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Nursing Theorists: Concept Comparison and Analysis


Nursing is one of the most respected professions in the world. The role of nurses in health and recovery of patients is obvious. In practice of nursing, nurses are guided by various concepts on nursing. The concepts have been developed over a period that nursing has been in use. The theoretical knowledge of nursing has a long history. The theories date back to the concepts developed by nursing pioneer Florence Nightingale. Many nursing scholars that have come after her have contributed highly to nursing theories. Although there are questions over the maturity of nursing theories, the various nursing theories help to understand and guide nursing practice (Fitzpatrick & Whall, 1996, p.56). Among the popular nursing theorists are Florence Nightingale, Jean Watson and Dorothea Orem. The theorists view nursing from different perspectives. This paper discusses nursing theories developed by the theorist; comparing and contrasting their concepts on nursing.

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Florence Nightingale Environmental Theory

Nightingale is regarded as the pioneer of nursing. She is also considered as the first nursing theories. As pioneer and the first nursing theorist, her contributions have high influence to nursing theory. Her nursing theory also has high influence to other nursing theories by other theorist that came after her (Walker & Avant, 2005, p.128). Nightingale emphasized on the role of environment in health and a patient’s recovery.

Nightingale’s Environmental Theory of nursing focus on the role environment and response of a patient to environment. Her nursing theory is based on conviction that a patient’s environment could be altered in order to create a favorable environment for recovery. Nightingale understood nursing as the act of making use of a patient’s environment in order to facilitate recovery. A nurse is supposed to configure the environment of a patient in order to achieve an environment that promotes gradual recovery. Factors such fresh air, sufficient food supplies, pure water, light and proper sanitation are emphasized in the theory (Tomey & Alligood, 2006, p.77).

According to Nightingale, nursing is concerned with creating environment that promote health and encourage recovery. External factors, environment, have great influence of patient health and recovery. According to her, a patient’s environment consists of effluvia, warmth, noise, light and ventilation. Environment also includes other physical, social and psychological conditions. A patient, according to the theory, has reparative capabilities that can be promoted by good environment. Thus, the role of a nurse is to provide fresh air, cleanliness, warmth, good diet and environmental condition in order to facilitate a patient’s reparative process.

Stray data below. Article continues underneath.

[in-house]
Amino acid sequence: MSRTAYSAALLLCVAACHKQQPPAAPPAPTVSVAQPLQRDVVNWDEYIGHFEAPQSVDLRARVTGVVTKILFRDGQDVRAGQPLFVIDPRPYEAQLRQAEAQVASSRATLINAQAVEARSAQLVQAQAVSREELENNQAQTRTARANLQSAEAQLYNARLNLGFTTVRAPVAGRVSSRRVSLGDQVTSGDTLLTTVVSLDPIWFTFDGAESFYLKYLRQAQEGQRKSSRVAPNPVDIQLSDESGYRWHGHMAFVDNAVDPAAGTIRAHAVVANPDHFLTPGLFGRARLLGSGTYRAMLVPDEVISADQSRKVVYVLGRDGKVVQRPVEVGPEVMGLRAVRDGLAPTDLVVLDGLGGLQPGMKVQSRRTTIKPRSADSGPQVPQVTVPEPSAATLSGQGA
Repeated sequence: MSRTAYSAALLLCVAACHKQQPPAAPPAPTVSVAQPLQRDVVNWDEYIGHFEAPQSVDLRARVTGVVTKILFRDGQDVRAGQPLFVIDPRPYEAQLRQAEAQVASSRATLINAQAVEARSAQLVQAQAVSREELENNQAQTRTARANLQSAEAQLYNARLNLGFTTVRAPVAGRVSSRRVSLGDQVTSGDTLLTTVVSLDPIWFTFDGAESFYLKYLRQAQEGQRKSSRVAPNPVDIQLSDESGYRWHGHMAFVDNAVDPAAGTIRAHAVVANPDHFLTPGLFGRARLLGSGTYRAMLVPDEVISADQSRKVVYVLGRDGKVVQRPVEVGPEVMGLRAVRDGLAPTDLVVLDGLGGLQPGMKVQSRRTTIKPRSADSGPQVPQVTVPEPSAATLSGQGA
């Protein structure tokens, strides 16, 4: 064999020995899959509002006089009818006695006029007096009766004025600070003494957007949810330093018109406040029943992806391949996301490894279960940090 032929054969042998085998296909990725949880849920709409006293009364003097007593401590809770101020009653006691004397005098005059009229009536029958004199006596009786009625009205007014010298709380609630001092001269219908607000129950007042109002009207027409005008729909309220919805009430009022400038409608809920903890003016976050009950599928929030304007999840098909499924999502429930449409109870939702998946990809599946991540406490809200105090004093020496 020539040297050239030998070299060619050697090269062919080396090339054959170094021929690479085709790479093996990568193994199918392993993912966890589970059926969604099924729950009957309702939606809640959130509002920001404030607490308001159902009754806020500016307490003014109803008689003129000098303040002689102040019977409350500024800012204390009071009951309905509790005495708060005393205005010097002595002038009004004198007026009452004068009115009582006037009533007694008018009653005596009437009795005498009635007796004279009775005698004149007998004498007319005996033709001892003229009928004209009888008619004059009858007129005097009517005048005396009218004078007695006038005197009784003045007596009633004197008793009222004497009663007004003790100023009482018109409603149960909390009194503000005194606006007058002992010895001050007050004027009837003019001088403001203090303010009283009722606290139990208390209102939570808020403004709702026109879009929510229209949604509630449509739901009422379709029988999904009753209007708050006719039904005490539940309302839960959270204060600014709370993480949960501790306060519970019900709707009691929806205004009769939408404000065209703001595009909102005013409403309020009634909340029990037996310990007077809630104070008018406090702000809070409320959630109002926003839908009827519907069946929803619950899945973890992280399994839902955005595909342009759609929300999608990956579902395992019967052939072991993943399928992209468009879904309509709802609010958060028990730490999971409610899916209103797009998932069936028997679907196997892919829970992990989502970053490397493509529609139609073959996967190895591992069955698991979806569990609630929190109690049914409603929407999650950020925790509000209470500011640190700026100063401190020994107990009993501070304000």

Jean Watson’s Caring theory

Jean Watson’s Caring theory of nursing has developed to be of great influence to nursing theory. The theory emphasizes the caring aspect of nursing. According to Watson, caring is the most valuable role that nursing offer to human being. She believes that health can be fully attained without care. Through caring, a nurse can help a patient to become more knowledgeable, gain control and promote recovery. Watson emphasize on freedom of choice and autonomy of a patient. Unlike other theories, patients are in charge of their recovery but with caring help from a nurse. The relationship between a nurse and a patient is more than objective assessment; the nurse shows concern for a patient’s health care situation. The nurse aims at enhancing the patient’s human dignity. The caring nature of a nurse is communicated to the patient in order to show that the nurse view the patient as another person other than object. According to Watson, since intentional connection, perception and experience are taking place, the caring nature of a nurse has healing potential.